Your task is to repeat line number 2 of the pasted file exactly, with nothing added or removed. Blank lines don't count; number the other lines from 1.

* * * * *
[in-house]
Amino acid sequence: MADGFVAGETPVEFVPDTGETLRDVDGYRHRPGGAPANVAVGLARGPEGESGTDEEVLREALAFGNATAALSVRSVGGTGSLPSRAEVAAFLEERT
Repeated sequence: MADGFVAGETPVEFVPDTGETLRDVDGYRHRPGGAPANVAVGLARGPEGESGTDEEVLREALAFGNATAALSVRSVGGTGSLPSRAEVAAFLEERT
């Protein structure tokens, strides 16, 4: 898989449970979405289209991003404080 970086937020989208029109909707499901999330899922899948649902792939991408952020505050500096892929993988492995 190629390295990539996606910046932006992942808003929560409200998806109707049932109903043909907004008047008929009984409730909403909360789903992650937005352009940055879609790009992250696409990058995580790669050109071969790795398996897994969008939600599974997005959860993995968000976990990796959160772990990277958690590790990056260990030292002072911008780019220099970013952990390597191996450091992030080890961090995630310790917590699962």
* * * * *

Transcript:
Amino acid sequence: MADGFVAGETPVEFVPDTGETLRDVDGYRHRPGGAPANVAVGLARGPEGESGTDEEVLREALAFGNATAALSVRSVGGTGSLPSRAEVAAFLEERT